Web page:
Should GP pay be published? No
Dr Grant Ingrams argues that insisting on GPs publishing their individual income is a breach of our privacy and will serve no beneficial purpose for healthcare
The proposal following this year’s contract negotiations that English GPs will have to publish their income from their GP contracts from April 2015 is divisive, and is not in the best interest of general practice or the public.
If there were a fair comparison between GP income with other clinicians and senior managers GPs would be proven to be the cost effective resource that we are. The GPC says that the comparison will be on a ‘like for like’ basis, but are we confident that this will happen?
GP income not derived from the core contract includes private income from various activities, income from dispensing, providing other NHS services through enhanced services and other contracts, from premises, and the loss of opportunity due to the amount of money partners have tied up in their practices. Once these have been taken into account I would suspect GP income would be more comparable to a Staff Grade rather than hospital consultant levels of pay.
Besides, why shouldn’t GPs be granted the same privacy regards their pay as other NHS workers? Unlike senior hospital consultants and other NHS body employees, GP principals are not directly paid for by public money, but receive funding to provide services on behalf of the NHS and keep any profit.
GP funding should be transparent, and the public have the right to know how much general practices are funded nationally and what services are provided for this. Little attention has been given, for instance, to the fact that the proportion of NHS funding supporting GPs in England has fallen from 10.4% in 2005/6 to 7.47% in 2012/13, with an absolute reduction in average profits.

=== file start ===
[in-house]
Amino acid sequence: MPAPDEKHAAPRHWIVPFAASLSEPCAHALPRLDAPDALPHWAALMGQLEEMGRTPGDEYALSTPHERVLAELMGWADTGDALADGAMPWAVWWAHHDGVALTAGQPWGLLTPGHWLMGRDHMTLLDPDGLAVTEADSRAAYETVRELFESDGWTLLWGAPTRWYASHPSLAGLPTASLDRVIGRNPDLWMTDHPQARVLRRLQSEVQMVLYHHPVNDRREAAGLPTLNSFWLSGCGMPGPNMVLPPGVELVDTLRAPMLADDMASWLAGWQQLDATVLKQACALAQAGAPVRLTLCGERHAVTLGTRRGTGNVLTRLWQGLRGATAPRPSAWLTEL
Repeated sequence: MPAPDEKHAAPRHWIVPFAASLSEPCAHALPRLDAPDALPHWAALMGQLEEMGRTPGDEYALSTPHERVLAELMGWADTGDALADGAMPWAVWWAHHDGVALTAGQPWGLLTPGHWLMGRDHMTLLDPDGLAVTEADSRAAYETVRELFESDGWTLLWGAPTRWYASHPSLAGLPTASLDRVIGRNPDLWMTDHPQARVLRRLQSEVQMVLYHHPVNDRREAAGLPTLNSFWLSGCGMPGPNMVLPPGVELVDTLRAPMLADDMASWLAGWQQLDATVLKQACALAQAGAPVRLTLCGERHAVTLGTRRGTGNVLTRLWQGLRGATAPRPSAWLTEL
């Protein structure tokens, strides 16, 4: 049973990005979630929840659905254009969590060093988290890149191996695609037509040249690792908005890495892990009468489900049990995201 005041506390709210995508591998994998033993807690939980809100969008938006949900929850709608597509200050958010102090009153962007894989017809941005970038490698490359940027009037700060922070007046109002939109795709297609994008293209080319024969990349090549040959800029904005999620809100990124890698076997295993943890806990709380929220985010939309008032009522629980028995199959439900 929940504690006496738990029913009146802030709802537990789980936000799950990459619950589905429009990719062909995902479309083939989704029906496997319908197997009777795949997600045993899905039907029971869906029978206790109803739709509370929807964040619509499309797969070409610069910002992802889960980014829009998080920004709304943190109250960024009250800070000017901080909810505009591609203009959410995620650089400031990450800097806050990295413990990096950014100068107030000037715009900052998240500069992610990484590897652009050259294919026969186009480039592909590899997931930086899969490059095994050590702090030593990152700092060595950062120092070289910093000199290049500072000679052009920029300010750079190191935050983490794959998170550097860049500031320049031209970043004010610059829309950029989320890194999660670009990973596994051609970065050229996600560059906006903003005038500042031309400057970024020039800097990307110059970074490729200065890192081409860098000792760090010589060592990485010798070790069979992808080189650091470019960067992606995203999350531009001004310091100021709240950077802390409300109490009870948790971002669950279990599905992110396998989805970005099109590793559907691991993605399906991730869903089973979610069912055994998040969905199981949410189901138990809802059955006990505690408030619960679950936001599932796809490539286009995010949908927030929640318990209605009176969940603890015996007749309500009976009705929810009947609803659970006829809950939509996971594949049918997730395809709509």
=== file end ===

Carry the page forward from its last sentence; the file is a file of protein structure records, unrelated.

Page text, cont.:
The current situation must change, as the annual beanfeast by the Daily Mail and other newspapers when the HSCIC publish the latest GP income figures only undermines the profession, even though the typical reaction from my patients is ‘hope you are earning that doc, as you deserve to’.
If the Government really wanted the public to have a true picture of GP income they would have already insisted that the HSCIC replaced the annual disingenuous report with one that took into account all of the above factors.
So what is the purpose behind this? Does anyone really believe it is purely because the Government wishes to provide transparency? I suspect that this policy is purely due to the politics of envy. Every time I have heard an MP trying to justify their inflation busting 11.1% increase they have mentioned ‘but we will still not be earning as much as GPs’.
The only obvious true purpose is yet another attempt by Government to deliberately undermine GPs in the eyes of patients and the public in general. Following A&E-gate and CQC ‘maggot’ scare stories, if we publish our practice income we will practically be writing ‘greedy GP’ headlines ourselves.
And why does the Government want to undermine the most respected and efficient part of the NHS? Simple – it’s the fastest way to persuade the UK public that they no longer want the current model of GP services. If the public rejects us, the Government will assume their support for a replacement model, provided by centralised large primary care centres with little or no continuity, and run by private conglomerates.
General practice funding should be transparent, but must relate to how funding is received, and the amount of services that are provided. Insisting on GPs publishing their individual income is a breach of our privacy and will serve no beneficial purpose for healthcare
Dr Grant Ingrams is a GP in Coventry, GPC member, and vice chair of Coventry LMC.